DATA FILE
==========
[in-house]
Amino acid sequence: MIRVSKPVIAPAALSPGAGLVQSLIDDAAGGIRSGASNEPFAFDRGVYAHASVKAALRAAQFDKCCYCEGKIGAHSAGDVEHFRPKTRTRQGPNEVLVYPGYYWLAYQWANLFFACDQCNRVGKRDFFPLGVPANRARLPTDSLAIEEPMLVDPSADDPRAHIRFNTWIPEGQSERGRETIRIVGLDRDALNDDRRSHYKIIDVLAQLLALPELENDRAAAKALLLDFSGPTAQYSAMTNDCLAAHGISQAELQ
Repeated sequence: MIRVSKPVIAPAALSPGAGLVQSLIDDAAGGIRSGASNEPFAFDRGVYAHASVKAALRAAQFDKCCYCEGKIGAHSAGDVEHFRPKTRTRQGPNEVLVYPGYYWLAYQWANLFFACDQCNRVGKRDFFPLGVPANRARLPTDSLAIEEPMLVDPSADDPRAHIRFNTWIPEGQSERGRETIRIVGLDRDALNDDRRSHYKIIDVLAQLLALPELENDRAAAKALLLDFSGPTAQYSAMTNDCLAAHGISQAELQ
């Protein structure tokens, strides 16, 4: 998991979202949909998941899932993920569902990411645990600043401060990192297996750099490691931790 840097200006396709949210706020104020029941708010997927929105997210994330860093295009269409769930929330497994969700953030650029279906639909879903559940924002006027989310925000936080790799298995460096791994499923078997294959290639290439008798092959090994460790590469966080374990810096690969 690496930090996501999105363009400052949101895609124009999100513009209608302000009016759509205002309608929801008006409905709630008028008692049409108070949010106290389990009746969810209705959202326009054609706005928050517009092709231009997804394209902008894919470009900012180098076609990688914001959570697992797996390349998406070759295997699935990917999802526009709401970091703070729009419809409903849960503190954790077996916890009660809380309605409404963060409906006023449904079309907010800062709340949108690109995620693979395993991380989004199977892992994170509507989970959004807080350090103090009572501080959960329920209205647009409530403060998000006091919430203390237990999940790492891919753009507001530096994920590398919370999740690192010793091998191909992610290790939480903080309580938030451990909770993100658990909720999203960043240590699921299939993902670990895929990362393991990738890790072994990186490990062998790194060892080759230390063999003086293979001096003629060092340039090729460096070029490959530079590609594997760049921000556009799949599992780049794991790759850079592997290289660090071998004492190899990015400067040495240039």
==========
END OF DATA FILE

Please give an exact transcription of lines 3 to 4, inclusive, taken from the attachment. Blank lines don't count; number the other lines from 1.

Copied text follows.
Repeated sequence: MIRVSKPVIAPAALSPGAGLVQSLIDDAAGGIRSGASNEPFAFDRGVYAHASVKAALRAAQFDKCCYCEGKIGAHSAGDVEHFRPKTRTRQGPNEVLVYPGYYWLAYQWANLFFACDQCNRVGKRDFFPLGVPANRARLPTDSLAIEEPMLVDPSADDPRAHIRFNTWIPEGQSERGRETIRIVGLDRDALNDDRRSHYKIIDVLAQLLALPELENDRAAAKALLLDFSGPTAQYSAMTNDCLAAHGISQAELQ
């Protein structure tokens, strides 16, 4: 998991979202949909998941899932993920569902990411645990600043401060990192297996750099490691931790 840097200006396709949210706020104020029941708010997927929105997210994330860093295009269409769930929330497994969700953030650029279906639909879903559940924002006027989310925000936080790799298995460096791994499923078997294959290639290439008798092959090994460790590469966080374990810096690969 690496930090996501999105363009400052949101895609124009999100513009209608302000009016759509205002309608929801008006409905709630008028008692049409108070949010106290389990009746969810209705959202326009054609706005928050517009092709231009997804394209902008894919470009900012180098076609990688914001959570697992797996390349998406070759295997699935990917999802526009709401970091703070729009419809409903849960503190954790077996916890009660809380309605409404963060409906006023449904079309907010800062709340949108690109995620693979395993991380989004199977892992994170509507989970959004807080350090103090009572501080959960329920209205647009409530403060998000006091919430203390237990999940790492891919753009507001530096994920590398919370999740690192010793091998191909992610290790939480903080309580938030451990909770993100658990909720999203960043240590699921299939993902670990895929990362393991990738890790072994990186490990062998790194060892080759230390063999003086293979001096003629060092340039090729460096070029490959530079590609594997760049921000556009799949599992780049794991790759850079592997290289660090071998004492190899990015400067040495240039």